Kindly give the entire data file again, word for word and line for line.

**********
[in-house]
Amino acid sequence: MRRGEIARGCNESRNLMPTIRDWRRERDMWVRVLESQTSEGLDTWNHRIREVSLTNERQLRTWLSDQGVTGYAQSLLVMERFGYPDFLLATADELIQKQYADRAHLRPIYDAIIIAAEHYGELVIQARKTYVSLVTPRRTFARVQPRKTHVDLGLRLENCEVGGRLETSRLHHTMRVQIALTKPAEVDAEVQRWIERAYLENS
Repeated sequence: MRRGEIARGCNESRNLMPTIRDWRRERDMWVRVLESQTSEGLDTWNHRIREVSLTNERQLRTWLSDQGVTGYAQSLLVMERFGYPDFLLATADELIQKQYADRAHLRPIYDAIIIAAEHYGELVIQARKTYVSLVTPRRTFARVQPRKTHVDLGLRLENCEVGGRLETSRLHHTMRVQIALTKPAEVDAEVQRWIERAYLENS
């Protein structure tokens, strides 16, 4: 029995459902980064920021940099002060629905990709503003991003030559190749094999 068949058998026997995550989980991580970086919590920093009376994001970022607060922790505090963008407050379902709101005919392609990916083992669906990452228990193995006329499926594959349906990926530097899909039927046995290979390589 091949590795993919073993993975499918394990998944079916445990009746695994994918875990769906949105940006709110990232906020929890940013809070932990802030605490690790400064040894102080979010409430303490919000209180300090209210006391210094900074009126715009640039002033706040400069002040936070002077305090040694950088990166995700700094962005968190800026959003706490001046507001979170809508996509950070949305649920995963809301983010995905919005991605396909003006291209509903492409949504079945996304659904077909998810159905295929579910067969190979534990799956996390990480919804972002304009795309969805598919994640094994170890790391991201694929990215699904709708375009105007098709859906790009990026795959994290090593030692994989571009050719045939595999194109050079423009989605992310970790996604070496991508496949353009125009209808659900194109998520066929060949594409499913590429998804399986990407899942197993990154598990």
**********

[in-house]
Amino acid sequence: MRRGEIARGCNESRNLMPTIRDWRRERDMWVRVLESQTSEGLDTWNHRIREVSLTNERQLRTWLSDQGVTGYAQSLLVMERFGYPDFLLATADELIQKQYADRAHLRPIYDAIIIAAEHYGELVIQARKTYVSLVTPRRTFARVQPRKTHVDLGLRLENCEVGGRLETSRLHHTMRVQIALTKPAEVDAEVQRWIERAYLENS
Repeated sequence: MRRGEIARGCNESRNLMPTIRDWRRERDMWVRVLESQTSEGLDTWNHRIREVSLTNERQLRTWLSDQGVTGYAQSLLVMERFGYPDFLLATADELIQKQYADRAHLRPIYDAIIIAAEHYGELVIQARKTYVSLVTPRRTFARVQPRKTHVDLGLRLENCEVGGRLETSRLHHTMRVQIALTKPAEVDAEVQRWIERAYLENS
């Protein structure tokens, strides 16, 4: 029995459902980064920021940099002060629905990709503003991003030559190749094999 068949058998026997995550989980991580970086919590920093009376994001970022607060922790505090963008407050379902709101005919392609990916083992669906990452228990193995006329499926594959349906990926530097899909039927046995290979390589 091949590795993919073993993975499918394990998944079916445990009746695994994918875990769906949105940006709110990232906020929890940013809070932990802030605490690790400064040894102080979010409430303490919000209180300090209210006391210094900074009126715009640039002033706040400069002040936070002077305090040694950088990166995700700094962005968190800026959003706490001046507001979170809508996509950070949305649920995963809301983010995905919005991605396909003006291209509903492409949504079945996304659904077909998810159905295929579910067969190979534990799956996390990480919804972002304009795309969805598919994640094994170890790391991201694929990215699904709708375009105007098709859906790009990026795959994290090593030692994989571009050719045939595999194109050079423009989605992310970790996604070496991508496949353009125009209808659900194109998520066929060949594409499913590429998804399986990407899942197993990154598990």